And yet. M.I.A. was, to borrow a phrase from the music journalist Alex Frank, “the very first hipster pop star.” The pioneering novelty of such a position forced her to withstand a barrage of what now feels like was Gen X authenticity nonsense or maybe a coded racism. By the time a white dude from Seattle was rapping about wearing vintage five years later, it was already ubiquitous enough to be a joke that also won a ton of Grammys.

Does Matangi/Maya/M.I.A. carry its subject’s enthusiastic endorsement? Can we see the movie as her statement about herself? At Sundance, she said absolutely not; in the last month, she stepped out of her announced retirement to go on a publicity tour to promote the film’s wide release. Loveridge’s presence in it feels like that of Maya’s ghostwriter, using the material of her life to create a reflection and statement that, at any rate, carries the feeling of contemplative memoir.

And what dominates these memories is guilt. The guilt of the art school golden child, who left a life close to the twin hearts of violence and poverty for the unreal heart of public entertainer (“In order for you to sell a lot of fucking records, you have to basically get rid of all the politics” is a bolded money quote from her interview with Frank for the short-lived Pitchfork Review, though it’s notable that in Matangi/Maya/M.I.A., Loveridge lets her family members do the work of providing this criticism).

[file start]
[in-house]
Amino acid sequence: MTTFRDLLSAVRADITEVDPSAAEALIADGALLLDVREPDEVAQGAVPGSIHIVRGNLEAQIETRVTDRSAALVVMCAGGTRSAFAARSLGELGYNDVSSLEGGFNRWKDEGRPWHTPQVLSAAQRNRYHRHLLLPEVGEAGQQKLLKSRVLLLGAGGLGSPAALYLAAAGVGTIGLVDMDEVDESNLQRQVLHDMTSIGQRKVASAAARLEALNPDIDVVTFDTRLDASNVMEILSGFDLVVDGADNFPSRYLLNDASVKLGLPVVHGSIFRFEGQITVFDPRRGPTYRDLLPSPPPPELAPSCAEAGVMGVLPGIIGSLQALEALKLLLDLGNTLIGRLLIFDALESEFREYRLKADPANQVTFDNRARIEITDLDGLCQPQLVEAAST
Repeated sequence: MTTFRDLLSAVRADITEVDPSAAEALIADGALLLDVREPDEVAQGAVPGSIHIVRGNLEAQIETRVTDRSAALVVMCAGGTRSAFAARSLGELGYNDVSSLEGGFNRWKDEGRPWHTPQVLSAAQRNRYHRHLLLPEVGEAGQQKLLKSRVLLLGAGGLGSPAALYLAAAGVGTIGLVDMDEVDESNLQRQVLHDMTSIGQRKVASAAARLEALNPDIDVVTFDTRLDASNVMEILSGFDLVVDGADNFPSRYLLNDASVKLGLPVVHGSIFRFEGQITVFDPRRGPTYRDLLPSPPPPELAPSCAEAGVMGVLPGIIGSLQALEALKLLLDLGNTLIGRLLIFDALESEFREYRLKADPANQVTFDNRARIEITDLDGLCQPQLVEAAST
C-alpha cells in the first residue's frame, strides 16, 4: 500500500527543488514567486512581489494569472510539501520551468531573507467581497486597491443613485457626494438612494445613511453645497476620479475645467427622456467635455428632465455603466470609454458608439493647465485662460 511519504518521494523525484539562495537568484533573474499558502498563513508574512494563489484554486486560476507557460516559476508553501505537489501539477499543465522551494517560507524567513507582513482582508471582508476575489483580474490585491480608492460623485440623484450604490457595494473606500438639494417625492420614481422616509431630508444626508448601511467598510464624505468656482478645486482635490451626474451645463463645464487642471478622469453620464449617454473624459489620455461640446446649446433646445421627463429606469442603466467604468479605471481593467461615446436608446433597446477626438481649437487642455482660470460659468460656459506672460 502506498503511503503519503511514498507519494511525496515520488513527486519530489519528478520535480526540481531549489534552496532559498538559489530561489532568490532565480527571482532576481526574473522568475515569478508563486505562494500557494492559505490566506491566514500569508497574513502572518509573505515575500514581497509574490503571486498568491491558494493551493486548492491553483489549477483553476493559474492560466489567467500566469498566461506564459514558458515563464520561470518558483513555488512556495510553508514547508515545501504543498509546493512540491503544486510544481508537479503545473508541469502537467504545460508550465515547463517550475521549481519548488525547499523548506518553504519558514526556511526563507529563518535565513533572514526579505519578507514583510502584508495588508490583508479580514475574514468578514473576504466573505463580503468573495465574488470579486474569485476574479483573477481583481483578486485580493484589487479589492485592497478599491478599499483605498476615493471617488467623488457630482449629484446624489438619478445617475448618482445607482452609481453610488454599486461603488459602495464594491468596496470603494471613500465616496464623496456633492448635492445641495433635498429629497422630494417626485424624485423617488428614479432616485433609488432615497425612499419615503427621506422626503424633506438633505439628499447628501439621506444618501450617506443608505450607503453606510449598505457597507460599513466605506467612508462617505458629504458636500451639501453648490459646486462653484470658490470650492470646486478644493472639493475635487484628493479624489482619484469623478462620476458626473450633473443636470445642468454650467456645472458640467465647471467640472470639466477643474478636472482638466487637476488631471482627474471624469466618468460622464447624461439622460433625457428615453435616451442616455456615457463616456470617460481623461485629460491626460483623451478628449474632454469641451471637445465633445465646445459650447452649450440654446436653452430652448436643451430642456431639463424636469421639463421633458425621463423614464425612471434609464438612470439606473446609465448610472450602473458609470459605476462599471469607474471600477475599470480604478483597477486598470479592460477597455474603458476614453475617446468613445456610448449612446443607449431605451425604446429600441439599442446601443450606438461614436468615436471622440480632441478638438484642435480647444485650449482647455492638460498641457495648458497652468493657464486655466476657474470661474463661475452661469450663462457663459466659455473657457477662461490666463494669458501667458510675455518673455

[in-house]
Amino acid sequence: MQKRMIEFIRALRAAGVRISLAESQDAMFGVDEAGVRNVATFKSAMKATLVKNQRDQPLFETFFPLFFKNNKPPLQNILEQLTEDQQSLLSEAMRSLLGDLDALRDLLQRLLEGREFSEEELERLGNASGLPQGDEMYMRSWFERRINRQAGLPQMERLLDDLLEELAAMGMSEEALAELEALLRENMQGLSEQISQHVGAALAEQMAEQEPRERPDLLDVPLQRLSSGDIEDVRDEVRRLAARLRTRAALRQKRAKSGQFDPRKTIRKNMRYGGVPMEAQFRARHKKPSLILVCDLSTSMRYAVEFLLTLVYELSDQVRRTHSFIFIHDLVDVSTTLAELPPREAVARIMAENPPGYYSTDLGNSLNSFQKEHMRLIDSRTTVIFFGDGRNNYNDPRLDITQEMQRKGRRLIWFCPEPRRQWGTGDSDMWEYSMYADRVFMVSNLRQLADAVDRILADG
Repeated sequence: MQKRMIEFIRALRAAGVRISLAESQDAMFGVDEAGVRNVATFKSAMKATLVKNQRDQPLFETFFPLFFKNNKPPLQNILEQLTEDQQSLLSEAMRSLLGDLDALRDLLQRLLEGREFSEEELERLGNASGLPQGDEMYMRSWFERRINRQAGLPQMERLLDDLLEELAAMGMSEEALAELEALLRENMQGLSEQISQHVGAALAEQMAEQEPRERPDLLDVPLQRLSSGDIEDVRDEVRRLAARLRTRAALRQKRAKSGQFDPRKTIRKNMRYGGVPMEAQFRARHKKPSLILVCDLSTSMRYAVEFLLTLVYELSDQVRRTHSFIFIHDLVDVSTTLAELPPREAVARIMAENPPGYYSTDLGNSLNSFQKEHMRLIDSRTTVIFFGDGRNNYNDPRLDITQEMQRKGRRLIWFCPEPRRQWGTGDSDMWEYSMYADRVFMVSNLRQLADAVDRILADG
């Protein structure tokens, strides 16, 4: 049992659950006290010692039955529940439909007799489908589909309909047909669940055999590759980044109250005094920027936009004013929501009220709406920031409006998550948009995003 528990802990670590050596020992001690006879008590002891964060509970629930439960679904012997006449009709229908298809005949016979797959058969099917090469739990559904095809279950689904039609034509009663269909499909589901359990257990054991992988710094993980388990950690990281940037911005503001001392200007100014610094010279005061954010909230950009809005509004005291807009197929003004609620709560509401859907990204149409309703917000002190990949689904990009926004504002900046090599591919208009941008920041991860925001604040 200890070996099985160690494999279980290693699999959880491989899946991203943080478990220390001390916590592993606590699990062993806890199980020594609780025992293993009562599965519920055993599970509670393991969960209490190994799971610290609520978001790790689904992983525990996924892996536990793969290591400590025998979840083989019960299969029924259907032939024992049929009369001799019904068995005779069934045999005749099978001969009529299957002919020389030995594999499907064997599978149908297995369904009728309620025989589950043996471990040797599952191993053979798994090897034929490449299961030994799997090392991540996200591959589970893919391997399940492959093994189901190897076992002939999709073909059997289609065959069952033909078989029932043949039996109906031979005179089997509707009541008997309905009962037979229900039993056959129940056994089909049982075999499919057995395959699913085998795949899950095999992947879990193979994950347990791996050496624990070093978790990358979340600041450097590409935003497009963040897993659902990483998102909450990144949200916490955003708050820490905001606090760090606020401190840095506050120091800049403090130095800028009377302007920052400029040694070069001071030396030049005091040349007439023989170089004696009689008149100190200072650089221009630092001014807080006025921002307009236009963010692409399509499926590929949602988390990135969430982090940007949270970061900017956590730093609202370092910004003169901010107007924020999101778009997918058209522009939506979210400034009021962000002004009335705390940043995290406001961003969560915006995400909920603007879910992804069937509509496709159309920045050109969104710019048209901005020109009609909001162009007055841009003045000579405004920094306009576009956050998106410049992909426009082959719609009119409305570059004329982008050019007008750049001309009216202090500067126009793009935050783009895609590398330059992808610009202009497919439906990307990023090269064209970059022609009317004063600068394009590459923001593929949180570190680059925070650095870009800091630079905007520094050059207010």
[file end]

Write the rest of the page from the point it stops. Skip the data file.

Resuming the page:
Guilt continues to shape the arc of her career. Around the time that she marries a wealthy heir to some of the Lehman fortune, words surface in the international sections of newspapers that some 100,000 Tamil people may or may not have been killed in a systematic genocide. Maya and M.I.A. the pop star has no problem calling it this, something happening simultaneously with peace talks between the Tamil Tigers and the Sri Lankan government.

This is awkward for the Sri Lankan government, having spent much of their lives under the safe assumption that just about anything could take place in their country safe from coverage by MTV. She is called a terrorist sympathizer, a baited phrase aimed at middle America, still in the middle of a war on terror. This would matter less without the marriage and the Hirschberg profile, which scans her as too champagne socialist to rally stans for the cause, and bad reviews and bad sales start begin pouring in, as M.I.A. goes from voice of the young people to a hmm curiosity.